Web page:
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Source: Quaker Rejects Pepsi Offer

Updated:
NEW YORK (AP) — Shares of Quaker Oats Co. jumped 6 percent Friday after a source said the company rejected a $13.7 billion takeover bid from soda and snacks maker PepsiCo Inc.

PepsiCo declined to raise its all-stock bid for Quaker, whose Gatorade sports drink brand would be a powerful addition to the nation's second biggest soft drink company, said the source familiar with the discussions who spoke on condition of anonymity.

But some analysts say Quaker shareholders will demand an explanation from the Chicago-based food company about why it rejected an offer that represented a 25 percent premium over Quaker's closing stock price on Thursday.

Neither PepsiCo, based in Purchase, N.Y., nor Quaker would comment Thursday night.

Pepsi shares fell $1.69, or 3.6 percent, to $45.44 in midday trading on the New York Stock Exchange, where Quaker shares were up $5.19 to $87.44.

The source said PepsiCo offered to exchange 2.2 of its shares for each Quaker share. That would be worth about $103.69 at Thursday's closing PepsiCo price of $47.13 a share.

Some analysts said the failed bid could start a bidding war for Quaker and its much sought-after Gatorade sports drink brand.

``This will flush any potential bidders out of the bushes pretty quickly,'' said John O'Neil, an analyst for Paine Webber.

Quaker may be best known for its flagship oatmeal brand. The company also makes Rice-a-Roni and Cap'n Crunch cereal.

But its most attractive holding is Gatorade, which posted sales of $1.8 billion last year and accounts for more than 80 percent of the sports drink market. When Quaker acquired the brand in 1984, it made $100 million.

PepsiCo's All-Sport and Coca-Cola Co.'s Powerade brands are distant rivals to Gatorade.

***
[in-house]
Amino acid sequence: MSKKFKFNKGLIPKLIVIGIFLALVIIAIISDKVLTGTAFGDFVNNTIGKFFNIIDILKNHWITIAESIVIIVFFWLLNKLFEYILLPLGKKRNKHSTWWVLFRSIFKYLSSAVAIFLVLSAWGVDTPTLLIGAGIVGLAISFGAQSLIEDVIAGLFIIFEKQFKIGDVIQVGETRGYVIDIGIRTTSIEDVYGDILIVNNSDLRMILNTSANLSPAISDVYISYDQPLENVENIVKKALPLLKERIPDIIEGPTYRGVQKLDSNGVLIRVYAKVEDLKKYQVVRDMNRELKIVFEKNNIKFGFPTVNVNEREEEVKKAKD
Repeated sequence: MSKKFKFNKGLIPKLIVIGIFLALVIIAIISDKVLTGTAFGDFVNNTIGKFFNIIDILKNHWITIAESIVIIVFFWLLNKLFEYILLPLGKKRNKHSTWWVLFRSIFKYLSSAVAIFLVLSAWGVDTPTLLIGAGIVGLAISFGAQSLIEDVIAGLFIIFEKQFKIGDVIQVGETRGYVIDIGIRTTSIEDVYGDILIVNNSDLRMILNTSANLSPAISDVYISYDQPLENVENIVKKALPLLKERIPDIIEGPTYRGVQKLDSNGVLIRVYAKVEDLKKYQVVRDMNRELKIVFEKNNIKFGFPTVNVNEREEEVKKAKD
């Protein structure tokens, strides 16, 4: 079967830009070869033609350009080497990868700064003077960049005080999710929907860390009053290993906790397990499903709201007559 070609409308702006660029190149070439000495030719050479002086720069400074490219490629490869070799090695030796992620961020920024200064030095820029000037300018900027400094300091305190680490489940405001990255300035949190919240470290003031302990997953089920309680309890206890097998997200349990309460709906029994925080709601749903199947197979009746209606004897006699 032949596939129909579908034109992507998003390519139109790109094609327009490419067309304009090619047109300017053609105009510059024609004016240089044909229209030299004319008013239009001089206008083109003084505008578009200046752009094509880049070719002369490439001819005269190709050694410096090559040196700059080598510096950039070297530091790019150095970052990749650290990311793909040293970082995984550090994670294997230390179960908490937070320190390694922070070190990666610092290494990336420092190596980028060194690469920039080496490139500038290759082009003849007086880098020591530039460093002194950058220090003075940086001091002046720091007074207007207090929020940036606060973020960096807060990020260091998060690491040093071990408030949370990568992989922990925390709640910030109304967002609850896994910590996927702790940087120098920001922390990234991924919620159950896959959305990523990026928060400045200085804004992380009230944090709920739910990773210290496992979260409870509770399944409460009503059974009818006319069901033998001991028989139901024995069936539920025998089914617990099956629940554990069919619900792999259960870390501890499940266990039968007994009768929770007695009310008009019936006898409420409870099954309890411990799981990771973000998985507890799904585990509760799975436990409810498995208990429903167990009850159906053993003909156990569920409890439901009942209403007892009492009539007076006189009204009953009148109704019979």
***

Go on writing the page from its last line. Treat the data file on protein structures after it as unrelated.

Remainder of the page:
PepsiCo owns the Pepsi, Diet Pepsi and Mountain Dew soft drinks, but has shown an interest in expanding its non-carbonated drink portfolio which currently includes Aquafina water, Lipton teas, Frappucino coffees and Tropicana juices.

Non-carbonated alternatives to traditional sodas have been the growth leaders in the soft drink industry.

Earlier in the week, PepsiCo agreed to buy South Beach Beverage Co., which sells non-carbonated fruit and dairy drinks and teas laced with gingko, bee pollen and other herbs or nutrients. Terms of the sale were not disclosed, but two sources familiar with the transaction who spoke on condition of anonymity said the price was $370 million in cash.

PepsiCo also owns Frito-Lay Inc., the nation's biggest maker of salty snacks including Lay's and Doritos chips and Rold Gold pretzels.

Quaker Oats could find itself a target of other food and beverage companies, such as Coca-Cola Co., Nestle SA and Danone SA.

Tom Pirko, who heads the beverage consulting firm Bevmark in Santa Barbara, Calif., said Thursday that PepsiCo and Quaker may also find a way to renew their talks.

``I don't think the romance is over,'' he said.
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